Valdosta Daily Times

Z_CNHI News Service

April 18, 2014

Warren's populist pitch on student loans is off key

Editor's note: CNHI newspapers that are not weekly subscribers to Taylor Armerding's column may publish this one if they notify him at t.armerding@verizon.net. - See more at: http://www.cnhinews.com/cnhins_opinion/x749156587/Obamas-equal-pay-exaggeration-leads-us-all-into-danger#sthash.VgwzcwAI.dpuf

Editor's note: CNHI newspapers that are not weekly subscribers to Taylor Armerding's column may publish this one if they notify him at t.armerding@verizon.net.

College graduates with a debt hangover could definitely use an advocate. The average graduate will leave college next month owing $30,000, and enter a still-mediocre job market.

But that advocate is not superstar freshman Sen. Elizabeth Warren from Massachusetts, no matter how hard she tries to portray herself as such.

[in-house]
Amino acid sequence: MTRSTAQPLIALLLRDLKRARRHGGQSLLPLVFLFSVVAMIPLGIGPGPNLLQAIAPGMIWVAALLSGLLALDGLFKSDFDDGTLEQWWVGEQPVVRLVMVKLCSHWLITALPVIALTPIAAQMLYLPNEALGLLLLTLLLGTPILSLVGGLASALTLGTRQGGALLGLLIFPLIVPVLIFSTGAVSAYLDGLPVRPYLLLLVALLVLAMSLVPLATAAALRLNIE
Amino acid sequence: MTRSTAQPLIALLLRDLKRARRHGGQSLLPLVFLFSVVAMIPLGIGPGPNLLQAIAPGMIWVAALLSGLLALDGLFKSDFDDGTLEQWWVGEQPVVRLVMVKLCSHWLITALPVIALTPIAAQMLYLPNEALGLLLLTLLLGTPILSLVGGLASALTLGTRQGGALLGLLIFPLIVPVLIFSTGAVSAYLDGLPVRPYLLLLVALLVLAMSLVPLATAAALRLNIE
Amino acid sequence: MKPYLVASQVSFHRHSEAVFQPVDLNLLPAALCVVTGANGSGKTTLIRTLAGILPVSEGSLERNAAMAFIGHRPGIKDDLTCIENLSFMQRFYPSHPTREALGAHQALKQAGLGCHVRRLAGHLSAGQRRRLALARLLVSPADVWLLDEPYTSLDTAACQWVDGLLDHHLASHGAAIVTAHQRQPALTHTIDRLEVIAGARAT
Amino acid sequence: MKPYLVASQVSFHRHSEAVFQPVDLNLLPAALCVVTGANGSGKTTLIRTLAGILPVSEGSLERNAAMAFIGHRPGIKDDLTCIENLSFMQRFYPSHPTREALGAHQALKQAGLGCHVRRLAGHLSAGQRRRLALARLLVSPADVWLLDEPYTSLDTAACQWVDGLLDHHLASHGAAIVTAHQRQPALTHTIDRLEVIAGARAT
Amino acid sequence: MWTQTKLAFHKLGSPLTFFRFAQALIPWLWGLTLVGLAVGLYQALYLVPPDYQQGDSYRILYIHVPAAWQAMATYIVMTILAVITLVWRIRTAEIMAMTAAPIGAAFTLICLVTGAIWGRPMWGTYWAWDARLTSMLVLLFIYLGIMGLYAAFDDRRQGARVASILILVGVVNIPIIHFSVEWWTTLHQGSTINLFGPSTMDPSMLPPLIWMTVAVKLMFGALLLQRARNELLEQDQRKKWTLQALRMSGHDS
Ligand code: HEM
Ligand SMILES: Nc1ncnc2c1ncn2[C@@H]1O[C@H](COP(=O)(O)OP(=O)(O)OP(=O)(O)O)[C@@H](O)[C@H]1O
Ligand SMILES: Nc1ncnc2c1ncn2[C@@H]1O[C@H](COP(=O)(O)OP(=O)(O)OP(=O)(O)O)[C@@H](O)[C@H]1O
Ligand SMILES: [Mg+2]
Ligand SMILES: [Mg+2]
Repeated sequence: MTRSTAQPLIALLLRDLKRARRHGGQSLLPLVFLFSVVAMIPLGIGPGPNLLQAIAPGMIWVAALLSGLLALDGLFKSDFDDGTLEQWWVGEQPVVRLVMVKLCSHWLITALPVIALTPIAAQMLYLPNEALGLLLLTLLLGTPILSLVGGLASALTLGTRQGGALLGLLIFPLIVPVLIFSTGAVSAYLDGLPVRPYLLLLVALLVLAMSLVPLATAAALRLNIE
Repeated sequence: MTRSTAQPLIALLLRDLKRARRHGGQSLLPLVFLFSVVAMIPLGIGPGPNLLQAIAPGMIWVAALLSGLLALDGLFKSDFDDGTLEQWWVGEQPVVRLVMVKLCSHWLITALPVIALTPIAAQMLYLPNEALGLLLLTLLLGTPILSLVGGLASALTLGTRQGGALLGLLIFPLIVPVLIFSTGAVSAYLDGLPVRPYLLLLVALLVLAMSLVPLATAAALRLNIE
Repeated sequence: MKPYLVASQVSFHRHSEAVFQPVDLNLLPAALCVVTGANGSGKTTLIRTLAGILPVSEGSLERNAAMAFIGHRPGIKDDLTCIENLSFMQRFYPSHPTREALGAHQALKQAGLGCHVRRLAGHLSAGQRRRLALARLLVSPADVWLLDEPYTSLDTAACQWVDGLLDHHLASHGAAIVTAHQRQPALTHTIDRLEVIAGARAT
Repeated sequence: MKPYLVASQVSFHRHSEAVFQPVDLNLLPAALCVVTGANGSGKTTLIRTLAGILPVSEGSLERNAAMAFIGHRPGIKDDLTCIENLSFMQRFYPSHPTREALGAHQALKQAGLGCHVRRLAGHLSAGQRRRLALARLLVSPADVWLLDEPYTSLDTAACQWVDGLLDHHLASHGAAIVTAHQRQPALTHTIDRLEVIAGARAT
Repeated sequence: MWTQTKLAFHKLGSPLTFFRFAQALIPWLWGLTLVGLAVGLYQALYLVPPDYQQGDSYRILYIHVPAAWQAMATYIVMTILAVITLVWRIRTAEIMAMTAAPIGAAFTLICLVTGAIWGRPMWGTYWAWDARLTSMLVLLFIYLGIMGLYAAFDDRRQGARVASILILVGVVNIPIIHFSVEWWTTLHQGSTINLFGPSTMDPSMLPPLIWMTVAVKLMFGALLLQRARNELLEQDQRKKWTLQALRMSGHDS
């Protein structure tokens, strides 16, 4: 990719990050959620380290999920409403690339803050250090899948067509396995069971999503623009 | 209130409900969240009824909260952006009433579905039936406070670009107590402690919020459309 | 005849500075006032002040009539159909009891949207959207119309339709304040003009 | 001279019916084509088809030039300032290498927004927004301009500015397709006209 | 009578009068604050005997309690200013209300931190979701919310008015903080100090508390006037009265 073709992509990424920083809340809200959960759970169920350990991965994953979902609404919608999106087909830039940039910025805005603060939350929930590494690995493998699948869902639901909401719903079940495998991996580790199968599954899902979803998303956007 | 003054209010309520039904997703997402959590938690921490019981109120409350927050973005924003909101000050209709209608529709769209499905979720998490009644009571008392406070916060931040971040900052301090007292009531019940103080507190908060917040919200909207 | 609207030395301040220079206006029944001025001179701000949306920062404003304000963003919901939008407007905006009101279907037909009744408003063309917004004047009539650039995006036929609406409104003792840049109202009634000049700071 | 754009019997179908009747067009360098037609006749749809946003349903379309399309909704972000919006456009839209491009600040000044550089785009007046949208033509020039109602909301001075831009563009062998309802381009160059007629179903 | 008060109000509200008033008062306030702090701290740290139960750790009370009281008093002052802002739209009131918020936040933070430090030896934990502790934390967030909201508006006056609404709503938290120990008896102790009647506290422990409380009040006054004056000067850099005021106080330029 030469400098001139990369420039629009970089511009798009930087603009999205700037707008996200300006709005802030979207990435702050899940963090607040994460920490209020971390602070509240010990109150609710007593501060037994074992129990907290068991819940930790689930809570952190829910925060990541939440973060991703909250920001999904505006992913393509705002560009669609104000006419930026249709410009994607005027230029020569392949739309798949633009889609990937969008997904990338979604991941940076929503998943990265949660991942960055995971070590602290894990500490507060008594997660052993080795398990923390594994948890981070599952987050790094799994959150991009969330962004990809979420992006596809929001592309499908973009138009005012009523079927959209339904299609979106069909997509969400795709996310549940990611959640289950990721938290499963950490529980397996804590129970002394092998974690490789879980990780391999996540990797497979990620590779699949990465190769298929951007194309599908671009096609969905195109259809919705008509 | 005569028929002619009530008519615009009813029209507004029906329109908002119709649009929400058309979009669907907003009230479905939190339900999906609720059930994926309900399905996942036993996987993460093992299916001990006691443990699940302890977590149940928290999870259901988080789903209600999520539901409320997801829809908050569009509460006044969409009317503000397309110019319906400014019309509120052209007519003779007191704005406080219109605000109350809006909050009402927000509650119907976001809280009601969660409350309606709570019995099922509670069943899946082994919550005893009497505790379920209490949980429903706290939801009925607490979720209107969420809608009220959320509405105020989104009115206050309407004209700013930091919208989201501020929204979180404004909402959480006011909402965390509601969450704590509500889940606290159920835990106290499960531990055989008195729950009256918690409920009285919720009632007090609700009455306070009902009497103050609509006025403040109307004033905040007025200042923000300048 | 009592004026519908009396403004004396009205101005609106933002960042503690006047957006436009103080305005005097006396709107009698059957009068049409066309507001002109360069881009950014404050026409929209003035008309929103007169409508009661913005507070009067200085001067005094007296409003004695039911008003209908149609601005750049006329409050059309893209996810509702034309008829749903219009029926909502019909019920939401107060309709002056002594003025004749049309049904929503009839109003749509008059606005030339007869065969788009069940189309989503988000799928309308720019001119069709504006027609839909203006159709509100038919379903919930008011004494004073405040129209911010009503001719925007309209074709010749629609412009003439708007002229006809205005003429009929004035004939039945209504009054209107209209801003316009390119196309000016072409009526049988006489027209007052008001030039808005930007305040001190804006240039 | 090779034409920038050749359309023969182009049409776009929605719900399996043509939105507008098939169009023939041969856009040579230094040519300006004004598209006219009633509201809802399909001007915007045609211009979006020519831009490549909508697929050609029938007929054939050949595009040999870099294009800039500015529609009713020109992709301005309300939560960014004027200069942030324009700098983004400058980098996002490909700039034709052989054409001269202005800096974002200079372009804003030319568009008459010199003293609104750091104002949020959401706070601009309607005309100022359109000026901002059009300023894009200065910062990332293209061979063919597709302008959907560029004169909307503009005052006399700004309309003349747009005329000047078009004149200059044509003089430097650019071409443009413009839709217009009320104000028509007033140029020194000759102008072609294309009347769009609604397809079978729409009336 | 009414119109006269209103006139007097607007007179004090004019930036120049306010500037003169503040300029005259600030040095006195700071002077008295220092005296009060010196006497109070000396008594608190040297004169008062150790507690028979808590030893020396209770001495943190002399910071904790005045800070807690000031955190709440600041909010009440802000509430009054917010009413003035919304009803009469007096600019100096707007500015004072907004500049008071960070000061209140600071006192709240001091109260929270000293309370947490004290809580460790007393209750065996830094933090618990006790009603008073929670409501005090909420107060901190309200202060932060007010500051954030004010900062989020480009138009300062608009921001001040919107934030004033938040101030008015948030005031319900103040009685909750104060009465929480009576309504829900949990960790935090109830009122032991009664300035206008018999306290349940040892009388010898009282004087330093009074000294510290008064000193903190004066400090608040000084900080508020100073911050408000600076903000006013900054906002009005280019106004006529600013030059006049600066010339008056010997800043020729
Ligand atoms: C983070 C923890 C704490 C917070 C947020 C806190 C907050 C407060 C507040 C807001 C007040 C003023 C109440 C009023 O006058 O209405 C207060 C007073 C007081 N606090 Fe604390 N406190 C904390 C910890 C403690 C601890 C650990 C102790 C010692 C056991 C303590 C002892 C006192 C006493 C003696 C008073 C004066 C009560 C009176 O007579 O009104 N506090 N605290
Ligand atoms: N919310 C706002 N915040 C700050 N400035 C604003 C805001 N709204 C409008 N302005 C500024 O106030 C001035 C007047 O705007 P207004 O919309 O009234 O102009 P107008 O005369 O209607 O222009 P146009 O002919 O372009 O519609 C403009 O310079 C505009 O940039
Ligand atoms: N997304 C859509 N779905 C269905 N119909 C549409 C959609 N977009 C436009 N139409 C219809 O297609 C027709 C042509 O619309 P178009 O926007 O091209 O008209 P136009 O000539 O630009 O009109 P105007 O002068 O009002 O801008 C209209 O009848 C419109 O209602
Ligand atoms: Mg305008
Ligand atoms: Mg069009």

Warren's goal is to distract graduates from the real source of their problem – runaway inflation of college costs, thanks in large measure to overpaid administrators and professors like her. The cost of higher education has increased by three to four times the overall rate of inflation, depending on who is doing the estimating, over the past three decades.

Warren, self-appointed champion of the middle class, knows all the populist talking points and slogans that appeal to students who are dazzled by her star power (enabled in significant measure by a fawning media) and don’t bother to look below the veneer.

Hence their vigorous applause at her recent speech at Suffolk University’s Law School, where she attacked “government profits” on student loans.

Warren painted student borrowers as victims of everybody but people like her.

“These students didn’t go to the mall and run up a bunch of charges on credit cards. They worked hard to learn new skills that will benefit this country. … They deserve our support, not an extra tax for trying to get an education,” said Warren. This from a woman who has never met a tax she didn’t like, as long as it is levied against those who have “worked hard” but ended up committing the sin of becoming successful outside of academia.